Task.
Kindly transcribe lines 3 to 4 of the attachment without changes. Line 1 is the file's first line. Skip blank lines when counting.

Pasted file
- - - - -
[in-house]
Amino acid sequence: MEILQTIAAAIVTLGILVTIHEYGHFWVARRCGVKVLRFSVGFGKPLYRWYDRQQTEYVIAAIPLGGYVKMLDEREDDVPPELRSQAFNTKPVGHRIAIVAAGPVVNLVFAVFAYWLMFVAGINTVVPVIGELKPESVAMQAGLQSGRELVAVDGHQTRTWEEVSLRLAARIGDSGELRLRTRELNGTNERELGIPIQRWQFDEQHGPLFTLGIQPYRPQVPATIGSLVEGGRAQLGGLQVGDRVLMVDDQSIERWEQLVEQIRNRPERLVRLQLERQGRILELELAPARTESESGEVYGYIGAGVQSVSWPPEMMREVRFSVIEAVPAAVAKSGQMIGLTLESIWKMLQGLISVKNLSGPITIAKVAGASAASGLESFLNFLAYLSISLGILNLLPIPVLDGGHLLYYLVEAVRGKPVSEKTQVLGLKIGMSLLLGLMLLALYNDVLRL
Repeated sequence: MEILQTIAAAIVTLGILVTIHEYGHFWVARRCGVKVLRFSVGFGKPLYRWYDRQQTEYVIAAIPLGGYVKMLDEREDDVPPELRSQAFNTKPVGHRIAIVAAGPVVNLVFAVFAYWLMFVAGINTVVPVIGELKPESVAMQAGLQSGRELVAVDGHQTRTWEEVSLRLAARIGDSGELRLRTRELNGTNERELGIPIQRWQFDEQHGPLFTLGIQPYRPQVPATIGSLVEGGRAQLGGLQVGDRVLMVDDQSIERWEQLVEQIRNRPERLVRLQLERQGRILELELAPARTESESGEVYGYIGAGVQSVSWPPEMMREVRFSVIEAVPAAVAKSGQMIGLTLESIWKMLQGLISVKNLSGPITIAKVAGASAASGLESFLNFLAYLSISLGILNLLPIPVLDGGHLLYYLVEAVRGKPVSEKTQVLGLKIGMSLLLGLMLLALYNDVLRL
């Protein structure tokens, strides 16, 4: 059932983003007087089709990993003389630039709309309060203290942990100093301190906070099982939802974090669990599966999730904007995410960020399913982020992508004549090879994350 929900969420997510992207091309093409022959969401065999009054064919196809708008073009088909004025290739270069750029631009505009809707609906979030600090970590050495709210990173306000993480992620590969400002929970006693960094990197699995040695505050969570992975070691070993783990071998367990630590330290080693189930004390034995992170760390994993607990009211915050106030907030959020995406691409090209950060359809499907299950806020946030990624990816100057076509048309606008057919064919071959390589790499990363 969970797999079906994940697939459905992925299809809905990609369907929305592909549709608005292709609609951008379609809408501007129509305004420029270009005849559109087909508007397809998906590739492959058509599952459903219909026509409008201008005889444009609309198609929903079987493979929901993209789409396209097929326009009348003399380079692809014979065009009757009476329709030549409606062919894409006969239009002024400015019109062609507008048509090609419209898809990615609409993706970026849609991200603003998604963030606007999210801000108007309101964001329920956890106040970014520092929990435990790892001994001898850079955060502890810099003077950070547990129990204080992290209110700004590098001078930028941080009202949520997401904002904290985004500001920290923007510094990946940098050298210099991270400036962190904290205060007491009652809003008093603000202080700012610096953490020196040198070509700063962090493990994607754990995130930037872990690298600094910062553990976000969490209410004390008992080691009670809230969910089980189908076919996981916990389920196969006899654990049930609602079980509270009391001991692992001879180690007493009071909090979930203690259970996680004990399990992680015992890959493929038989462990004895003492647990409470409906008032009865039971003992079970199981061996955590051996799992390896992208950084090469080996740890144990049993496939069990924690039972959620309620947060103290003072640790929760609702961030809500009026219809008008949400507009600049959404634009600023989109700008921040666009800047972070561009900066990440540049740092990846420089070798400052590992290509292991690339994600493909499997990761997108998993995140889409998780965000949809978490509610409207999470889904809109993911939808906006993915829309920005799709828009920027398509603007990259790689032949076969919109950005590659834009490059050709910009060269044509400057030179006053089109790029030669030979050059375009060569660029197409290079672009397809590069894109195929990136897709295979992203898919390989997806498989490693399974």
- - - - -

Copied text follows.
Repeated sequence: MEILQTIAAAIVTLGILVTIHEYGHFWVARRCGVKVLRFSVGFGKPLYRWYDRQQTEYVIAAIPLGGYVKMLDEREDDVPPELRSQAFNTKPVGHRIAIVAAGPVVNLVFAVFAYWLMFVAGINTVVPVIGELKPESVAMQAGLQSGRELVAVDGHQTRTWEEVSLRLAARIGDSGELRLRTRELNGTNERELGIPIQRWQFDEQHGPLFTLGIQPYRPQVPATIGSLVEGGRAQLGGLQVGDRVLMVDDQSIERWEQLVEQIRNRPERLVRLQLERQGRILELELAPARTESESGEVYGYIGAGVQSVSWPPEMMREVRFSVIEAVPAAVAKSGQMIGLTLESIWKMLQGLISVKNLSGPITIAKVAGASAASGLESFLNFLAYLSISLGILNLLPIPVLDGGHLLYYLVEAVRGKPVSEKTQVLGLKIGMSLLLGLMLLALYNDVLRL
């Protein structure tokens, strides 16, 4: 059932983003007087089709990993003389630039709309309060203290942990100093301190906070099982939802974090669990599966999730904007995410960020399913982020992508004549090879994350 929900969420997510992207091309093409022959969401065999009054064919196809708008073009088909004025290739270069750029631009505009809707609906979030600090970590050495709210990173306000993480992620590969400002929970006693960094990197699995040695505050969570992975070691070993783990071998367990630590330290080693189930004390034995992170760390994993607990009211915050106030907030959020995406691409090209950060359809499907299950806020946030990624990816100057076509048309606008057919064919071959390589790499990363 969970797999079906994940697939459905992925299809809905990609369907929305592909549709608005292709609609951008379609809408501007129509305004420029270009005849559109087909508007397809998906590739492959058509599952459903219909026509409008201008005889444009609309198609929903079987493979929901993209789409396209097929326009009348003399380079692809014979065009009757009476329709030549409606062919894409006969239009002024400015019109062609507008048509090609419209898809990615609409993706970026849609991200603003998604963030606007999210801000108007309101964001329920956890106040970014520092929990435990790892001994001898850079955060502890810099003077950070547990129990204080992290209110700004590098001078930028941080009202949520997401904002904290985004500001920290923007510094990946940098050298210099991270400036962190904290205060007491009652809003008093603000202080700012610096953490020196040198070509700063962090493990994607754990995130930037872990690298600094910062553990976000969490209410004390008992080691009670809230969910089980189908076919996981916990389920196969006899654990049930609602079980509270009391001991692992001879180690007493009071909090979930203690259970996680004990399990992680015992890959493929038989462990004895003492647990409470409906008032009865039971003992079970199981061996955590051996799992390896992208950084090469080996740890144990049993496939069990924690039972959620309620947060103290003072640790929760609702961030809500009026219809008008949400507009600049959404634009600023989109700008921040666009800047972070561009900066990440540049740092990846420089070798400052590992290509292991690339994600493909499997990761997108998993995140889409998780965000949809978490509610409207999470889904809109993911939808906006993915829309920005799709828009920027398509603007990259790689032949076969919109950005590659834009490059050709910009060269044509400057030179006053089109790029030669030979050059375009060569660029197409290079672009397809590069894109195929990136897709295979992203898919390989997806498989490693399974």